Grow your Doula Business
This week we had our final class of our Maternal Support Practitioner training for the Fall 2022 semester. The last class is always bittersweet because as much as we are excited for you students to be starting or growing your doula business, but we know we will miss them immensely every Thursday!
The last class is always reserved for business support. It is an introduction into getting your doula business off the ground.
One of the most impactful pieces of advice that we share in this class is the power of niching your business.
What is niche marketing?
Niche marketing is focusing your support and services on a specific target market. By focusing on a well-defined audience it makes marketing easier. You are able to hone in on your branding, as well as get a deeper understanding of what your clients are truly looking for. More importantly, it helps the clients who need you find you more quickly and easily which ultimately grow your doula business.
To give you a clearer idea, let’s start with an example.
Example: You are a doula and looking for bookkeeping services to help you manage your business expenses. You take to google and start looking up bookkeeping options, and 3 options pop up:
- ABC Bookkeeping
- World Wide Bookkeeping
- Bookkeeping for Doulas
Choosing the Right Niching Strategy for Doula Business Growth
Which of these options are you most likely to choose to grow your doula business? Probably number 3 right? It is clear that this bookkeeping service is designed for you, and it will understand any pain points you might have as a doula.
This is what potential clients are looking for as well. They want to know that you understand their pain points and that you are going to solve their problems. This is where niching becomes an integral part of your business execution.
Let’s take a look at the different types of niching available.
*content note: we do not love the term target market, and inside our Birthworker Business School we use a different term, but for the purposes of this blog, we are sticking with the term most commonly used.
1. Broad offer to a specific target market
An example of a broad offer to a specific target could be creating a Childbirth Education Classes (broader offer) for plus sized pregnant people (specific target market). You are able to keep your broad expertise but you’ve created a narrow niche by being very specific with whom you will work. You are able to connect with your target market more easily because you are specifically talking to them!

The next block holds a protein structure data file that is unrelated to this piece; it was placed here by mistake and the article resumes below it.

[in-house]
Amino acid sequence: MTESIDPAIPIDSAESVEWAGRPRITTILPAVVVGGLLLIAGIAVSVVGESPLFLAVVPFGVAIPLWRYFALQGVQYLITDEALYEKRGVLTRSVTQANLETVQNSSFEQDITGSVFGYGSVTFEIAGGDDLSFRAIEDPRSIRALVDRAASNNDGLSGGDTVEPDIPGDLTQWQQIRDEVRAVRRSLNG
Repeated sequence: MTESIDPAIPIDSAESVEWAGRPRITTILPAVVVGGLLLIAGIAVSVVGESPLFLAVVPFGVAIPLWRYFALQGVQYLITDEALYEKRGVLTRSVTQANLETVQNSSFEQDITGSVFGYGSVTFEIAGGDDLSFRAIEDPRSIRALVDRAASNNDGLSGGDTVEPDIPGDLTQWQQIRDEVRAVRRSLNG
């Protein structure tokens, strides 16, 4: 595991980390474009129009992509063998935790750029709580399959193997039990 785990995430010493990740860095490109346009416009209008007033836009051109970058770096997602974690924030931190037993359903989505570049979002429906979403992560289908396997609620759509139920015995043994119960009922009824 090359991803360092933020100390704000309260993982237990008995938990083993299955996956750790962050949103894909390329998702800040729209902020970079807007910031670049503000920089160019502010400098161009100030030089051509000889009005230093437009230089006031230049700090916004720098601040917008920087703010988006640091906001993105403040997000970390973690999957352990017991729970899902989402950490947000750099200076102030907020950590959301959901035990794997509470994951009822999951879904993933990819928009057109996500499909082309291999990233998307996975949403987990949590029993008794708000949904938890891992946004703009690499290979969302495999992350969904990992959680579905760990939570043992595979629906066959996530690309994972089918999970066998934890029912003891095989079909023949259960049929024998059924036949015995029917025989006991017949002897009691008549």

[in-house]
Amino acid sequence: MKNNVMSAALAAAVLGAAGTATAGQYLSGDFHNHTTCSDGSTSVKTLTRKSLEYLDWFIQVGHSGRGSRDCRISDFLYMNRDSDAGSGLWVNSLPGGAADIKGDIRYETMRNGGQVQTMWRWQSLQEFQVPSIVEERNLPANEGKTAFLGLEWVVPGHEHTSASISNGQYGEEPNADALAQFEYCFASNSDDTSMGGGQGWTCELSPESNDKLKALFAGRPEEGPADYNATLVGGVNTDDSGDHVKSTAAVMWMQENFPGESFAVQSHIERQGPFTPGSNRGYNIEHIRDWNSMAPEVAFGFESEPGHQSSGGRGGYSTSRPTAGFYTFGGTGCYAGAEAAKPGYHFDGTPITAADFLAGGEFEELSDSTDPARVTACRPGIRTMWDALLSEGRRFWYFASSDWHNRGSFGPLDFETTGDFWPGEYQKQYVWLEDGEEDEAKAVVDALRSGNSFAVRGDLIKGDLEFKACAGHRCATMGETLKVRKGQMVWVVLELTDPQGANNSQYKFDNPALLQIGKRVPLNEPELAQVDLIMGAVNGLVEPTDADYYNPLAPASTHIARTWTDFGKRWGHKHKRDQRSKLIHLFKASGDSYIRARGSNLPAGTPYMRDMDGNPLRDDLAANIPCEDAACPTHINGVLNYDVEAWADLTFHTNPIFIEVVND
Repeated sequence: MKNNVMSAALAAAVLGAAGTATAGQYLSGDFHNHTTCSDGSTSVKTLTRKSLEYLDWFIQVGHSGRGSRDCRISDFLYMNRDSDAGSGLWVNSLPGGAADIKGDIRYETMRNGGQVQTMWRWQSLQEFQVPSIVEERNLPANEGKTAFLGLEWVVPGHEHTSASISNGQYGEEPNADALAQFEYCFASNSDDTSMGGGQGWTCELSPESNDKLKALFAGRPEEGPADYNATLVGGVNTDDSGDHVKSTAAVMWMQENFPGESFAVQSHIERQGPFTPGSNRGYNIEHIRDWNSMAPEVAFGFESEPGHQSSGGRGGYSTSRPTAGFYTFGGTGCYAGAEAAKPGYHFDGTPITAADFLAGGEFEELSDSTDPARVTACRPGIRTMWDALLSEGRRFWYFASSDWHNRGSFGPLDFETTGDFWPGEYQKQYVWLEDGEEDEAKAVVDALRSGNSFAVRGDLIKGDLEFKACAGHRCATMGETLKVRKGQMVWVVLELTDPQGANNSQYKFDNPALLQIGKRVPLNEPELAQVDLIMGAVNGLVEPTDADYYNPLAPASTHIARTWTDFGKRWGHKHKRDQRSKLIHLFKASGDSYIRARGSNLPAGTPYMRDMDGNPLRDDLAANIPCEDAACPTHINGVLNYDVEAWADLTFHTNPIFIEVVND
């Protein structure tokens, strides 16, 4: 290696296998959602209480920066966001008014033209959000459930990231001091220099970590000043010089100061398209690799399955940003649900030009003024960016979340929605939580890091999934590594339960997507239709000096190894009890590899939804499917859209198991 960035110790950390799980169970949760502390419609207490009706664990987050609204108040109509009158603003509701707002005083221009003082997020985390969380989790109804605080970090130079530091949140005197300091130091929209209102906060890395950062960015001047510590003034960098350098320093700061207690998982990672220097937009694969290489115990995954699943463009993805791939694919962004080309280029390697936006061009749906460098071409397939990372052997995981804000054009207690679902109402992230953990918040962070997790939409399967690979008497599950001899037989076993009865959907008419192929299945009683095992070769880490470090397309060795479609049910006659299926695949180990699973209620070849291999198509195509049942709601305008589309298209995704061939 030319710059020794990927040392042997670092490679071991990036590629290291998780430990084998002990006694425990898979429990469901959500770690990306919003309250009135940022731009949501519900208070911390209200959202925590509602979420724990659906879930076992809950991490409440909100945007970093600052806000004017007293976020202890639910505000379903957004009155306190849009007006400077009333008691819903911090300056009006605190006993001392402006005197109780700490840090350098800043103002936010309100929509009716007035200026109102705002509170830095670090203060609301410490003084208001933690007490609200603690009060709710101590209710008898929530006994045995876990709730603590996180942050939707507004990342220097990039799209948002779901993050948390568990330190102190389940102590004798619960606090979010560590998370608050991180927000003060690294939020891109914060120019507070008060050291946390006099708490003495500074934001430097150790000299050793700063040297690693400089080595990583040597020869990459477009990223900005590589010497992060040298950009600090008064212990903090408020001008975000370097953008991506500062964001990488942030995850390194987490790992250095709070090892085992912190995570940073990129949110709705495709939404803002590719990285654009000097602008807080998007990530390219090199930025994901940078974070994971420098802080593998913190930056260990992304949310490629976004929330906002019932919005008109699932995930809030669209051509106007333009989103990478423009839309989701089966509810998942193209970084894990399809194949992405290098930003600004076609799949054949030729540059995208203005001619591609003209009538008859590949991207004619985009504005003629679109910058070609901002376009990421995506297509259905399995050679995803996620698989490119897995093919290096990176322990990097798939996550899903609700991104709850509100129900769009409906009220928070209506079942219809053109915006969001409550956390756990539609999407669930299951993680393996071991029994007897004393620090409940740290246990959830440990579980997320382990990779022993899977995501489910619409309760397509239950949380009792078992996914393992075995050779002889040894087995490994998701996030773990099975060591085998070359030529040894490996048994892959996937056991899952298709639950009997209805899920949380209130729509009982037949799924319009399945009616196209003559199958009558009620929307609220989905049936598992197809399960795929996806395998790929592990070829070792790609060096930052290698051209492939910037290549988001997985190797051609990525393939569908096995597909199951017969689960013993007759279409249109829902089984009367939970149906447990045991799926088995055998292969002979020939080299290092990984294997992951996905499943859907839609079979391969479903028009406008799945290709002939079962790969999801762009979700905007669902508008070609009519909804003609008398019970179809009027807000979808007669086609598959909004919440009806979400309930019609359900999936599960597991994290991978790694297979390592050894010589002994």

2. Specific offer to a broad target market
A specific offering is quite often something that is unique to you. It can be a specialty/ education/product you have that others do not. This offer is unique and you will want to be able to reach a broader target market so that there is a large enough demand to sustain your business. For example, one of our Doula Training graduates specialized in fertility, and went on to offer a Mindful Fertility Program (specific offer) for people hoping to get pregnant (broader target market).
3. Specific offer to a specific target market
In an effort to narrow down and define your niche you might be tempted to become specific in both your offer and your target market. If you are too specific in your niche, you may not be able to reach enough people to sustain your business, unless you create a VIP/Premium experience. An example of this might be offering ‘Starting Solids’ classes (specific offer) for infants with special dietary needs (specific target market). This type of offering can work well, primarily if you are offering support digitally.
4. Broad offer to a broad target market
We cannot be ‘all things to all people’. Unless you are a marketing wizard there is a good chance that if you try to reach everyone, you’ll wind up reaching no one. People want to feel heard and understood, plus they want to know their problems will be solved by working with you. Achieving this would be nearly impossible with a broad/ broad niche. An example of this might be offering childbirth education (broad offer) to all pregnant people (broad target market).
Doula Business: Why it is important to understand niching
We often hear from doulas (who haven’t taken our Birth Worker Business School) who are struggling to find clients. It feels like their marketing efforts are not doing anything, and they are wondering if they should simply give up on their dream to be a doula. These are people who are passionate and dedicated to supporting folks, and we do not want business to be the thing holding them back.
When we introduce the idea of niching it can help provide a roadmap to get things in their business more clear. It helps provide structure and direction to grow your doula business. When you are clear on who you want to work with, it becomes easier for those people to find you. So it is not only great for your business, but great for your future clients!
What type of niche are you doing? And if you’re not, what are some ideas you can think of!
If you are looking for support in your doula business check out our Birth Worker Business School that starts in April. And if you are ready to niche click on the courses below to support specific services to broad markets!
ps. We firmly believe that whatever you choose to do in your business needs to feel right for you. If niching isn’t your cup of tea, that is all good, we hope you find an option that is!
What type of niche are you doing? And if you’re not, what are some ideas you can think of! Share away in the comments.
wildly simple, but impactful advice to help grow your doula business
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